But to get that piece of content ranked on Google? It won’t help if a few of your targets share it on social media, or even a link from their blog. To rank with the serious folks who rank consistently on Page 1 of Google, you need to produce content that your target audience’s authorities will link back to.
People they read and follow. This not only tells Google that authorities in your space trust you; linking to you means you’ll get greater exposure and access to the authorities’ audiences, who’ve done all the work for you by building up their base over time.
Step 2. Analyze the competitive landscape
It takes research to determine who your real competitors are. When I was agency creative director at Right Hook Digital, many business owners I spoke with in the ecom space were almost always off the mark when I asked them who their competitors were.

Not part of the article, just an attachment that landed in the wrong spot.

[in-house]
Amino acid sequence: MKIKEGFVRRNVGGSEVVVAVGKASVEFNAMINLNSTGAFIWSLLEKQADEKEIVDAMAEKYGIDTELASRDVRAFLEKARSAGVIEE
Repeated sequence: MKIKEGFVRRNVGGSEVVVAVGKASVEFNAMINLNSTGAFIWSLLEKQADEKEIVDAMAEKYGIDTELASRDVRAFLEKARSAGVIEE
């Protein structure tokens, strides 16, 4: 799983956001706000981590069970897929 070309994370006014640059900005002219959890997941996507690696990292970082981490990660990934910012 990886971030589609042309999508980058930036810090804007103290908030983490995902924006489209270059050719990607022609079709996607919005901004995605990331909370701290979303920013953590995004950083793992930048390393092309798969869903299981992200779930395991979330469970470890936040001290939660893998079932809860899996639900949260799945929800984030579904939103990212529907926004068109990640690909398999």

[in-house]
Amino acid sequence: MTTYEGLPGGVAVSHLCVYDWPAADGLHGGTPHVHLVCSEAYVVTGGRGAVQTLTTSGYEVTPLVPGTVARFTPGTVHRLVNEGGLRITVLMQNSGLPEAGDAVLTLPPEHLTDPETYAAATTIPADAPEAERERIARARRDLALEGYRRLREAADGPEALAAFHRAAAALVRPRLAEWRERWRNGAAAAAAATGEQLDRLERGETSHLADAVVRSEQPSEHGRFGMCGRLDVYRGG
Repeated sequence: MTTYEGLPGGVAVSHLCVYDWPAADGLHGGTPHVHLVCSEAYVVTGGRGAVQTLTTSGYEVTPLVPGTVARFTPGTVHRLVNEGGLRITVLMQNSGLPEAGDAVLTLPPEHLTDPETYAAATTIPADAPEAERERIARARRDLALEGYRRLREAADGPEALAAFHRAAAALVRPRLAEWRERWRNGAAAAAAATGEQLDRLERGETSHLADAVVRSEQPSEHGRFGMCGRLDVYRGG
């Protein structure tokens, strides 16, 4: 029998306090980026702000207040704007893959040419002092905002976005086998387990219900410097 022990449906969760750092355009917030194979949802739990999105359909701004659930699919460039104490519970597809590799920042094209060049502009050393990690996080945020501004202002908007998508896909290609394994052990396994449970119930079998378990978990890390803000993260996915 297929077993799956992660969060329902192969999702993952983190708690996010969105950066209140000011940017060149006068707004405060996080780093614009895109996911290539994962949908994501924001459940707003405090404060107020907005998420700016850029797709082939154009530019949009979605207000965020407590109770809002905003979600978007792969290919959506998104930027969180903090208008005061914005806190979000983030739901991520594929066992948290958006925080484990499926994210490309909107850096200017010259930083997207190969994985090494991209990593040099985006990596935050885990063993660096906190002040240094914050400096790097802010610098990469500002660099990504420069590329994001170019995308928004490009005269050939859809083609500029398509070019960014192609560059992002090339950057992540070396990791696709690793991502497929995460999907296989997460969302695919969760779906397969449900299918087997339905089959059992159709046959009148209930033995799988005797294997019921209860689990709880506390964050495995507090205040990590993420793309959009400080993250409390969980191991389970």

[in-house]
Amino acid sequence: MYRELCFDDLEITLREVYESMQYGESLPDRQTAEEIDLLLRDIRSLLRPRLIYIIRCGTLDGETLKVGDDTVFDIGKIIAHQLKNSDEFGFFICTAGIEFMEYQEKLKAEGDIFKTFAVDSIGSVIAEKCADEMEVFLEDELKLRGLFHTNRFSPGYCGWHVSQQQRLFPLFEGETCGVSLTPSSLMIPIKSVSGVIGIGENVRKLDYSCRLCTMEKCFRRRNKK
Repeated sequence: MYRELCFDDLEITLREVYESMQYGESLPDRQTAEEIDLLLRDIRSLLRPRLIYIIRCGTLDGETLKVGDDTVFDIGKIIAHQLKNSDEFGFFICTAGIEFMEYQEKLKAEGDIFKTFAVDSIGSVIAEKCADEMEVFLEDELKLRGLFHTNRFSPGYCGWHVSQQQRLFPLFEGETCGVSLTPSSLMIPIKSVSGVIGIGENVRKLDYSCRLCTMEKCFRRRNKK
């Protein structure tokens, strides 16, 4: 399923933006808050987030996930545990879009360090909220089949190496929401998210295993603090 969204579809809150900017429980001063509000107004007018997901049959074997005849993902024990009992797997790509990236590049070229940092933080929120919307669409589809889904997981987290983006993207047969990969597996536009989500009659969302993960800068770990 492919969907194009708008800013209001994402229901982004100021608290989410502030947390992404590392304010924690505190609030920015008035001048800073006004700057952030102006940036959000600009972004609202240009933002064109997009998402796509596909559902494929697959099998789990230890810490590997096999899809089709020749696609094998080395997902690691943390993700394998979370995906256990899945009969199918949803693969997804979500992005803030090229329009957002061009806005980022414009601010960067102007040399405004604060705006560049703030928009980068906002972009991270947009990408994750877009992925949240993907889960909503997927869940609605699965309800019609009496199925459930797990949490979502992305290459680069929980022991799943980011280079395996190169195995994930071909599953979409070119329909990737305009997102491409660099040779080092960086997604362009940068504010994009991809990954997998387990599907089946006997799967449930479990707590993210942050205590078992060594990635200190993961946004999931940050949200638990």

That’s because they were thinking of who they wished their competitors were, but their data pointed elsewhere. More than competitors, these were brands the client aspired to be like. But in actually competing for market share, fat chance. Not even a blimp on the radar.
Another important point to consider is whether you can actually outrank your competitors for your chosen topics (which ties in nicely with the next step of the process).
But hey, here’s a really quick and easy way to do this for free:
Step 1. Think of your key term and input it into Google. If you’re a dog brand selling leashes, maybe “dog leashes”.
Step 2. See what types of articles come up on Page 1. Are there any patterns in terms of topic? What sorts of articles would you be writing about that are similar to these?
Step 3. Note down the domains. Some of these will be competitors. Others will be authorities we want links from.
And that’s it! The free, quick, and easy way.
Step 3. Devise a content strategy based on keyword & topic research + competitive analysis + audit
This is where it all comes together.